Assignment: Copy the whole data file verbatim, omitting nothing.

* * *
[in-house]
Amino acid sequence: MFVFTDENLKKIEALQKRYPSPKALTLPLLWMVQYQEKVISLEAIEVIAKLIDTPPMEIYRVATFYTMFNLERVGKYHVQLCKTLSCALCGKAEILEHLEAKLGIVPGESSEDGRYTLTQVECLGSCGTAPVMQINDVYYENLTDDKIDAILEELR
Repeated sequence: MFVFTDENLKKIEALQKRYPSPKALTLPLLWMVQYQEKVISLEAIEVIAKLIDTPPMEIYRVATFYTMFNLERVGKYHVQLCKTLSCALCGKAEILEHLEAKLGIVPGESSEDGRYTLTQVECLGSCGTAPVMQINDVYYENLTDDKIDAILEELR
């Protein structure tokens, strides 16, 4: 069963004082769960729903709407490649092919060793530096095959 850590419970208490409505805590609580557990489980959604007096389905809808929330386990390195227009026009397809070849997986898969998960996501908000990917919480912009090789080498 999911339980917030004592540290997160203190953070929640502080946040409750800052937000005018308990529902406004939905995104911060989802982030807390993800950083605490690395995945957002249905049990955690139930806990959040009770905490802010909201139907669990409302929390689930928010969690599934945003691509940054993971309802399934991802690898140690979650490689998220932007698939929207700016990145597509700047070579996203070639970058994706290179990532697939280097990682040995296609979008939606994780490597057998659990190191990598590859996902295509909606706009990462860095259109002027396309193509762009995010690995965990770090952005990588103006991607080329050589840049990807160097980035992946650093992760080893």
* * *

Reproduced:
[in-house]
Amino acid sequence: MFVFTDENLKKIEALQKRYPSPKALTLPLLWMVQYQEKVISLEAIEVIAKLIDTPPMEIYRVATFYTMFNLERVGKYHVQLCKTLSCALCGKAEILEHLEAKLGIVPGESSEDGRYTLTQVECLGSCGTAPVMQINDVYYENLTDDKIDAILEELR
Repeated sequence: MFVFTDENLKKIEALQKRYPSPKALTLPLLWMVQYQEKVISLEAIEVIAKLIDTPPMEIYRVATFYTMFNLERVGKYHVQLCKTLSCALCGKAEILEHLEAKLGIVPGESSEDGRYTLTQVECLGSCGTAPVMQINDVYYENLTDDKIDAILEELR
């Protein structure tokens, strides 16, 4: 069963004082769960729903709407490649092919060793530096095959 850590419970208490409505805590609580557990489980959604007096389905809808929330386990390195227009026009397809070849997986898969998960996501908000990917919480912009090789080498 999911339980917030004592540290997160203190953070929640502080946040409750800052937000005018308990529902406004939905995104911060989802982030807390993800950083605490690395995945957002249905049990955690139930806990959040009770905490802010909201139907669990409302929390689930928010969690599934945003691509940054993971309802399934991802690898140690979650490689998220932007698939929207700016990145597509700047070579996203070639970058994706290179990532697939280097990682040995296609979008939606994780490597057998659990190191990598590859996902295509909606706009990462860095259109002027396309193509762009995010690995965990770090952005990588103006991607080329050589840049990807160097980035992946650093992760080893």